Yes. In those days astronomers did not even know that other galaxies existed. They assumed that the universe on grand scales did not really change, and therefore had no beginning. When Einstein discovered, when applying his general theory of relativity to the cosmos as a whole, that the universe could not be stable, but had to expand or shrink, he introduced his 'cosmological constant'. Later Edwin Hubble discovered first that the spirally 'nebulae' were other galaxies on their own, and later that galaxies were receding from ours, the farther ones receding the fastest.

    Lemaitre was the first to propose, based on Einstein's general theory of relativity, that all the mass and energy of the universe once was concentrated in a 'cosmic egg'. This was not generally believed, and e.g. Fred Hoyle proposed the 'steady state theory', in which the universe is expanding, but that constantly new matter and energy is created, so that the universe does not really change on the grand scale. He coined the term 'Big Bang' to ridicule the idea that the universe started in a highly concentrated state.

  5. 14 hours ago, Airbrush said:

    So, what you are saying is that the Soviet spies, who were inside the Manhattan Project, took such good notes that they were able to spread the word to their own country but also spread it to the world, even to Pakistan and N. Korea?  Pakistan and N. Korea were able to skip a Manhattan Project because they knew so much about the US Manhattan Project?

    At least for Pakistan I know the answer. Abdul Khan was a Pakistani who worked at Urenco in the Netherlands in the 70's. This company built ultracentrifuges to enrich uranium. Back in Pakistan, they were able to build them themselves. The greatest technical obstacle for building a bomb is not to construct a bomb, but the capacity to enrich uranium enough for the bomb. 

    14 hours ago, Airbrush said:

    Japan has always been a resource-poor nation.

    Really? So poor that they always already had to import their food? Don't do so ridiculous. @zapatos is perfectly right in his reaction. For modern technologies you might be right, but not for producing their own food.

    I would suggest, instead of just venting some opinions based on a few (alternative...) facts, read some books about the history of WW-II and about the development of the atomic bomb. Your posts show a gigantic lack of knowledge about, and understanding of history.

  6. 1 hour ago, MigL said:

    I didn't think that survived.

    Well, it is a replica. You wouldn't like to visit in a cellar with a lot of radioactive material literally hanging around. AFAIK the Americans dismantled the experimental reactor, and took it to the US.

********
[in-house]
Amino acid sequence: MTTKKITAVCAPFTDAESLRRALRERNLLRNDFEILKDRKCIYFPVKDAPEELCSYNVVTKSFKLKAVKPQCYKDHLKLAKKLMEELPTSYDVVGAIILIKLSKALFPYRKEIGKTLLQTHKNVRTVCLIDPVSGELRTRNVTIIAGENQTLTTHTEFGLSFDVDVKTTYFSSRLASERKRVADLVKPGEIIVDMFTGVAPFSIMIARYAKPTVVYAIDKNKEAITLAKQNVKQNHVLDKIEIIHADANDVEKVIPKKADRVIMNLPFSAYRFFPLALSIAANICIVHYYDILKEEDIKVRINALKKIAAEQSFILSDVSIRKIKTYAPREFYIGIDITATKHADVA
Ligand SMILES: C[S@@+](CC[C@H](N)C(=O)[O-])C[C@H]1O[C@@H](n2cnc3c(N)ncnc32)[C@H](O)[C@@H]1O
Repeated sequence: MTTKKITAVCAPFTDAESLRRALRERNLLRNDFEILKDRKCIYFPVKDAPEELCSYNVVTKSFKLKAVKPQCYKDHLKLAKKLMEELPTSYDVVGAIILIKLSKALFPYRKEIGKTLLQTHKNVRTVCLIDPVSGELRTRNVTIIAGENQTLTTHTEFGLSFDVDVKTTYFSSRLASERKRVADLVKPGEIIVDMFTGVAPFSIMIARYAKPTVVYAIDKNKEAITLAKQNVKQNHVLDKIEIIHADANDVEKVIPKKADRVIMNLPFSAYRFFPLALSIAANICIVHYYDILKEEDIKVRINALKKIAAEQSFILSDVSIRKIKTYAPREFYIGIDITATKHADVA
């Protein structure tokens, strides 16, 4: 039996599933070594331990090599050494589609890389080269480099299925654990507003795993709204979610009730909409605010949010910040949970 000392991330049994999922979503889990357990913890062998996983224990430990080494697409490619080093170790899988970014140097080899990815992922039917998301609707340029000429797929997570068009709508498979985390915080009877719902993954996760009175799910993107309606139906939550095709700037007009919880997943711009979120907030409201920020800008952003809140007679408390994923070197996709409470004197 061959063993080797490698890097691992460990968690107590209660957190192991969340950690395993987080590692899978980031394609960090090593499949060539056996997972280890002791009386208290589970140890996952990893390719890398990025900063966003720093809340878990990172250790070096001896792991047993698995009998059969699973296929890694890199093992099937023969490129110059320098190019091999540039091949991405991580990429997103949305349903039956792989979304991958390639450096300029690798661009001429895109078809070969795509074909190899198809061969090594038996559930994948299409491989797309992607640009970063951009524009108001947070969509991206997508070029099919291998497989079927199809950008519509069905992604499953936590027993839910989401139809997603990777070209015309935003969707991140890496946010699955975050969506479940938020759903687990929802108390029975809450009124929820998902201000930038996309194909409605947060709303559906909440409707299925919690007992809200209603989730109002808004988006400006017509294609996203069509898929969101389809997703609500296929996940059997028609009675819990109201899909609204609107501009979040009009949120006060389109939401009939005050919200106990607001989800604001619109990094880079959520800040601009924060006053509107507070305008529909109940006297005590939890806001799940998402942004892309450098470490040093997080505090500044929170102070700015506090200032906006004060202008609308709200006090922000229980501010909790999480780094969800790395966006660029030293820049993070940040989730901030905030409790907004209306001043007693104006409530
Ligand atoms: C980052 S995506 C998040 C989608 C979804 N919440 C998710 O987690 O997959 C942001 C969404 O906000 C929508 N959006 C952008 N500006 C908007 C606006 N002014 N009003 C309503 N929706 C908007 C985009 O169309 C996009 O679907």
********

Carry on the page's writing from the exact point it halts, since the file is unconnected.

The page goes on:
The idea of the reactor was of course to lower the 'fission cubes' into the heavy water in the tank below it. If it really worked I do not even know. There are several not so nice stories about the heavy water. It came from a factory in Sweden. One time the English sent a commando in order to sabotage the plant. They succeeded, but damage was repaired in due time. And then there is the sinking of a ship to transport the heavy water from the plant. It was a sabotage act by the Swedish resistance. Innocent civilians were also on board, and drowned.

  7. Wow, so much to unravel here.

    12 hours ago, Airbrush said:

    Or is this a naive proposal?

    Yes. The scientific background was in the open. So it would be just a matter of time. And then the point Swansont mentioned:

    9 hours ago, swansont said:

    Klaus Fuchs. The Rosenbergs. And others.

     

    12 hours ago, Airbrush said:

    Japan was already beaten. 

    (...)

    They were also having their cities systematically destroyed by huge B29 incendiary strikes, like the one that killed 100,000 people in Tokyo IN A DAY.

    That is true, more or less. But Japan simply did not capitulate. So the war could have taken much longer, taking many lives of American soldiers.

    13 hours ago, Airbrush said:

    We also found out that the Nazis never developed anything close to an A bomb.

    Yes, but only after Germany was defeated. Heisenberg was in charge. The infamous meeting between Heisenberg and Bohr in 1941, gave the latter the impression that the Nazis were making serious work of the atomic bomb, and brought this impression to the US.

    9 hours ago, MigL said:

    Hitler's advisors overestimated the time needed to develop a fission bomb, and he refused to devote manpower and resources to such a project, assuming it would not be ready in time to make a difference in the war.